A 1949 program for a Marian Anderson recital
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    Auction Finds

    1942 program with Noble Sissle & Gypsy Rose Lee

    I wandered into a room at the auction house a week ago where guns were being sold. I had zero interest in any of the guns but was more curious about who would turn up. 

    Lots of guys and a sprinkling of women – and too many guns. As I stood at the back and half-listened to the bidding, I started flipping through some manuals and papers lying on a table. I came across a September 30, 1942, souvenir program for a benefit at Madison Square Garden for the Army Emergency Relief organization. 

    I recognized the name because I had written a blog post about Joe Louis’ 1942 fight against Abe Simon to raise money for the organization. It was founded to offer emergency financial assistance to soldiers and their families. 

    Front cover of 1942 souvenir program for Army Emergency Relief benefit.

    I glanced at the list of performers on the program, sounding each name silently in my head: 

    Ed Wynn 

    Andrew Sisters 

    Charles Laughton 

    Ethel Merman singing the theme song “We’re All In It,” written by two soldiers 

    “The Unknown Soldier” with Noble Sissle, His Band and his Company 

    Whoa. That one stopped me. Now that was a name I was not expecting to see on a program held in 1942. 

    A page noting performance by Noble Sissle and his orchestra from 1942 benefit for Army Emergency Relief.

    A musician and bandleader, Sissle is best known as the other half of the renowned musical team of Sissle and Blake. He and Eubie Blake first got together in vaudeville around 1915, billing themselves as the Dixie Duo. Unlike many other performers, they did not wear blackface; their only prop was Blake’s piano and Sissle’s voice. 

    After World War I, they joined another vaudeville duo Flournoy Miller and Aubrey Lyles  in producing a musical comedy with an all-black cast. They wrote the music and lyrics for “Shuffle Along,” which premiered on Broadway in 1921 as the first play by African Americans. One of its hits songs was “I’m Just Wild About Harry,” which would become the theme song for Harry Truman’s 1948 presidential campaign.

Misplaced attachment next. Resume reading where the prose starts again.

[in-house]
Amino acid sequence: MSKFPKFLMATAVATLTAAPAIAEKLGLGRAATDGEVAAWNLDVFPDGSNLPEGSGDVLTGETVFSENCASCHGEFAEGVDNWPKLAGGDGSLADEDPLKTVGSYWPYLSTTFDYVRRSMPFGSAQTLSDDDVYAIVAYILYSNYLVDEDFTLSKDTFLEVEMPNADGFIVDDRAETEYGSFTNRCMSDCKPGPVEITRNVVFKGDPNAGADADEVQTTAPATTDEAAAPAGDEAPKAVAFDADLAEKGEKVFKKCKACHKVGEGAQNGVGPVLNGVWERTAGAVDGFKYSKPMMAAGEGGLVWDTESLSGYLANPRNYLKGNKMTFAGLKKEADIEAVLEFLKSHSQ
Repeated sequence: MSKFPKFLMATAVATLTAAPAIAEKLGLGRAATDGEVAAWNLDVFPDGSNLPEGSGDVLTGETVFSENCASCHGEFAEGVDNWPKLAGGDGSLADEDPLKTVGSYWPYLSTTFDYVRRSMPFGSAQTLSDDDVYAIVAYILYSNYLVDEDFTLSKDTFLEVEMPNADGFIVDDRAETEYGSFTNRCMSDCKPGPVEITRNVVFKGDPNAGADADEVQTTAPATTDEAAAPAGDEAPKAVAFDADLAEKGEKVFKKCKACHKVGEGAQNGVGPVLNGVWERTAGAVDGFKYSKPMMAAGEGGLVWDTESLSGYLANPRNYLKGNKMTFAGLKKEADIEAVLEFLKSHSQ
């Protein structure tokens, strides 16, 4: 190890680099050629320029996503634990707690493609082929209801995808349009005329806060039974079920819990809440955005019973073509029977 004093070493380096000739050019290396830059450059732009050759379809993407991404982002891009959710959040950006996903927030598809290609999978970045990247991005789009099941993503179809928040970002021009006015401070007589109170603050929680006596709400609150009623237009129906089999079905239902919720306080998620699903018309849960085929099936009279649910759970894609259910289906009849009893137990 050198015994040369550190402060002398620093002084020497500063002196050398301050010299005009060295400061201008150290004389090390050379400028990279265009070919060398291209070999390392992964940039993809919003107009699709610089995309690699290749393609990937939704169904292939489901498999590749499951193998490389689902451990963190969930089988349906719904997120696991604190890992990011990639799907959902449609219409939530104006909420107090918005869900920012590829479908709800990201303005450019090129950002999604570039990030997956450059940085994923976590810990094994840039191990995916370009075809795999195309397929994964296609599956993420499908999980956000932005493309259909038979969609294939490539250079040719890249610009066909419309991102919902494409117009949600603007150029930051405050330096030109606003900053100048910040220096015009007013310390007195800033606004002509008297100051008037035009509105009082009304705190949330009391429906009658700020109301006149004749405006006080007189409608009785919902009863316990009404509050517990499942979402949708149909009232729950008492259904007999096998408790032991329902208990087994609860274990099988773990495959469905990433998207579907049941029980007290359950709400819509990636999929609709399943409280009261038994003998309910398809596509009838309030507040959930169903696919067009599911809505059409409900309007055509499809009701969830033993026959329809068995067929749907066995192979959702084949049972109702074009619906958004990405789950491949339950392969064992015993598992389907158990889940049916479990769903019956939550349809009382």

Sissle and Blake separated in the mid-1920s, and Sissle spent some time in Europe with his own orchestra. When he returned to the United States, he organized another band, which toured here and abroad in the 1930s and 1940s. Clarinetist and saxophonist Sidney Bechet played with him on and off starting in the 1920s, and Lena Horne traveled with him in the late 1930s. In 1942, Sissle hired a clarinetist named Charlie Parker to play in his band. 

    Eubie Blake and Noble Sissle in an early photo.

    Sissle had first performed for soldiers as one himself. He was in James Reese Europe’s 369th Infantry Jazz Band (attached to the regiment known as the Harlem Hellfighters), which performed for Allied troops in Europe during World War I. 

    During World War II, he was part of the USO Camp Show circuit. According to a mention in Billboard magazine in 1944, he produced four pieces for the USO shows: “Harlem on Parade,” “Sepia Swing Revue,” “Keep Shuffling” and “Hot from Harlem.” The magazine also noted that one of his most recent compositions was “The Unknown Soldier,” which I could find little information about on the web. 

    At the auction house, I continued to peruse the list of performers, which was a 1942 Who’s Who of actors, singers, comedians and other entertainers. I didn’t recognize the names of any other African Americans, though. 

    Ritz Brothers – Harry, Jimmy & Al (A comedy team. Never heard of them.) 

    The Rockettes (Who hasn’t heard of them.) 

    Joan Blondell 

    Kate Smith 

    Mayor Fiorello La Guardia and a band of 150, including police officers, firefighters and sanitation workers 

    A Hollywood Premiere, including Myrna Loy, Dorothy Lamour, Paulette Goddard, Lt. Burgess Meredith, Frederic March, Tallulah Bankhead, Katherine Hepburn and George Sanders. 

    Al Jolson 

    A page showing performance by Gypsy Rose Lee from 1942 benefit for Army Emergency Relief.

    What must have been the most hilarious performance was a strip tease by Gypsy Rose Lee “supported by a $1,000,000 chorus line” made up of Vincent Price, Jack Haley, Danny Kaye, Henny Youngman, George Jessel and 10 others. 

    She and her male chorus line performed “Heir to a G-String” in front of an audience of 20,000 people, according to the 2009 book “Stripping Gypsy: The Life of Gypsy Rose Lee” by Noralee Frankel. 

    Vincent Price stripping? Now that’s scary.

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